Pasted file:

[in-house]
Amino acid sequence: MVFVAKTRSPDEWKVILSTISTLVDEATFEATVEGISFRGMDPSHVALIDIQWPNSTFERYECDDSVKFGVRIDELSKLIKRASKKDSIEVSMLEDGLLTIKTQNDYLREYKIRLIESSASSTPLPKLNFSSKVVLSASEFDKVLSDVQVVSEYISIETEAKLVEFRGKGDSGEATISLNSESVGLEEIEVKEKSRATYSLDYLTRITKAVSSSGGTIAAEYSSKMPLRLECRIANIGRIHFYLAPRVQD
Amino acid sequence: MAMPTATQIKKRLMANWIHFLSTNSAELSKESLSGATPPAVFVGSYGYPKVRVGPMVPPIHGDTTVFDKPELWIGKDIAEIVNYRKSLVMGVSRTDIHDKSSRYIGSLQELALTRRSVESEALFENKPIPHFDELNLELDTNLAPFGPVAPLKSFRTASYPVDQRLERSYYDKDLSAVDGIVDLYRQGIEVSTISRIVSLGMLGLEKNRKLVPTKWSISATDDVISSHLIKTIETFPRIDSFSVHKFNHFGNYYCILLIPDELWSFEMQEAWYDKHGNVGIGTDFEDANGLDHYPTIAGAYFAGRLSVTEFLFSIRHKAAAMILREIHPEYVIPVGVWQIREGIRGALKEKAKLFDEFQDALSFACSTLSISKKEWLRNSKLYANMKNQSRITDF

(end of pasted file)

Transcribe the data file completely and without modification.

[in-house]
Amino acid sequence: MVFVAKTRSPDEWKVILSTISTLVDEATFEATVEGISFRGMDPSHVALIDIQWPNSTFERYECDDSVKFGVRIDELSKLIKRASKKDSIEVSMLEDGLLTIKTQNDYLREYKIRLIESSASSTPLPKLNFSSKVVLSASEFDKVLSDVQVVSEYISIETEAKLVEFRGKGDSGEATISLNSESVGLEEIEVKEKSRATYSLDYLTRITKAVSSSGGTIAAEYSSKMPLRLECRIANIGRIHFYLAPRVQD
Amino acid sequence: MAMPTATQIKKRLMANWIHFLSTNSAELSKESLSGATPPAVFVGSYGYPKVRVGPMVPPIHGDTTVFDKPELWIGKDIAEIVNYRKSLVMGVSRTDIHDKSSRYIGSLQELALTRRSVESEALFENKPIPHFDELNLELDTNLAPFGPVAPLKSFRTASYPVDQRLERSYYDKDLSAVDGIVDLYRQGIEVSTISRIVSLGMLGLEKNRKLVPTKWSISATDDVISSHLIKTIETFPRIDSFSVHKFNHFGNYYCILLIPDELWSFEMQEAWYDKHGNVGIGTDFEDANGLDHYPTIAGAYFAGRLSVTEFLFSIRHKAAAMILREIHPEYVIPVGVWQIREGIRGALKEKAKLFDEFQDALSFACSTLSISKKEWLRNSKLYANMKNQSRITDF